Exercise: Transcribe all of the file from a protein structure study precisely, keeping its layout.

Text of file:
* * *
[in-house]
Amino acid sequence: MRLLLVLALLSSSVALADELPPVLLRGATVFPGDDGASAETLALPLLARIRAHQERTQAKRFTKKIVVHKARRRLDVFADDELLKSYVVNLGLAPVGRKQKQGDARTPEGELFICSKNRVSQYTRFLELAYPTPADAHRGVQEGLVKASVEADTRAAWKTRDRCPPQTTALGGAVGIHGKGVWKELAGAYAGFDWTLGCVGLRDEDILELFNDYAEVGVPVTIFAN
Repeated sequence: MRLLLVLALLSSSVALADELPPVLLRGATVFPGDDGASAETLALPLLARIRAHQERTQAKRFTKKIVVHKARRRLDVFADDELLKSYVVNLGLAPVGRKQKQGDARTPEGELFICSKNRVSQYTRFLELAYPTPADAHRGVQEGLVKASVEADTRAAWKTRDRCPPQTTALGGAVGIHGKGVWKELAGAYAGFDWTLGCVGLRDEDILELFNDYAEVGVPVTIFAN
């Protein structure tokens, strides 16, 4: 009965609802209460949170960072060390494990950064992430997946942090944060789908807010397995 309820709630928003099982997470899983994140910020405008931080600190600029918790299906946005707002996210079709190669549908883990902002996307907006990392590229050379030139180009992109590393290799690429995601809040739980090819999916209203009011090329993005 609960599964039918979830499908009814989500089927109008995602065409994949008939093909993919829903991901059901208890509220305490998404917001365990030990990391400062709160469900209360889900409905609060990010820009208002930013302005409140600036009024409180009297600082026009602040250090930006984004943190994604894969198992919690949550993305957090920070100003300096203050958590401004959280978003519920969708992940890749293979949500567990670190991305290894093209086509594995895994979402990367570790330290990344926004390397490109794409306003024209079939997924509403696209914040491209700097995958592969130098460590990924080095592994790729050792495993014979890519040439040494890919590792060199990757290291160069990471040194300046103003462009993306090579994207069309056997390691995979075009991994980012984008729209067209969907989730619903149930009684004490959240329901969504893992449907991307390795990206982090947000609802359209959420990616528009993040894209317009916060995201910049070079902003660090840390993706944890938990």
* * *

[in-house]
Amino acid sequence: MRLLLVLALLSSSVALADELPPVLLRGATVFPGDDGASAETLALPLLARIRAHQERTQAKRFTKKIVVHKARRRLDVFADDELLKSYVVNLGLAPVGRKQKQGDARTPEGELFICSKNRVSQYTRFLELAYPTPADAHRGVQEGLVKASVEADTRAAWKTRDRCPPQTTALGGAVGIHGKGVWKELAGAYAGFDWTLGCVGLRDEDILELFNDYAEVGVPVTIFAN
Repeated sequence: MRLLLVLALLSSSVALADELPPVLLRGATVFPGDDGASAETLALPLLARIRAHQERTQAKRFTKKIVVHKARRRLDVFADDELLKSYVVNLGLAPVGRKQKQGDARTPEGELFICSKNRVSQYTRFLELAYPTPADAHRGVQEGLVKASVEADTRAAWKTRDRCPPQTTALGGAVGIHGKGVWKELAGAYAGFDWTLGCVGLRDEDILELFNDYAEVGVPVTIFAN
């Protein structure tokens, strides 16, 4: 009965609802209460949170960072060390494990950064992430997946942090944060789908807010397995 309820709630928003099982997470899983994140910020405008931080600190600029918790299906946005707002996210079709190669549908883990902002996307907006990392590229050379030139180009992109590393290799690429995601809040739980090819999916209203009011090329993005 609960599964039918979830499908009814989500089927109008995602065409994949008939093909993919829903991901059901208890509220305490998404917001365990030990990391400062709160469900209360889900409905609060990010820009208002930013302005409140600036009024409180009297600082026009602040250090930006984004943190994604894969198992919690949550993305957090920070100003300096203050958590401004959280978003519920969708992940890749293979949500567990670190991305290894093209086509594995895994979402990367570790330290990344926004390397490109794409306003024209079939997924509403696209914040491209700097995958592969130098460590990924080095592994790729050792495993014979890519040439040494890919590792060199990757290291160069990471040194300046103003462009993306090579994207069309056997390691995979075009991994980012984008729209067209969907989730619903149930009684004490959240329901969504893992449907991307390795990206982090947000609802359209959420990616528009993040894209317009916060995201910049070079902003660090840390993706944890938990």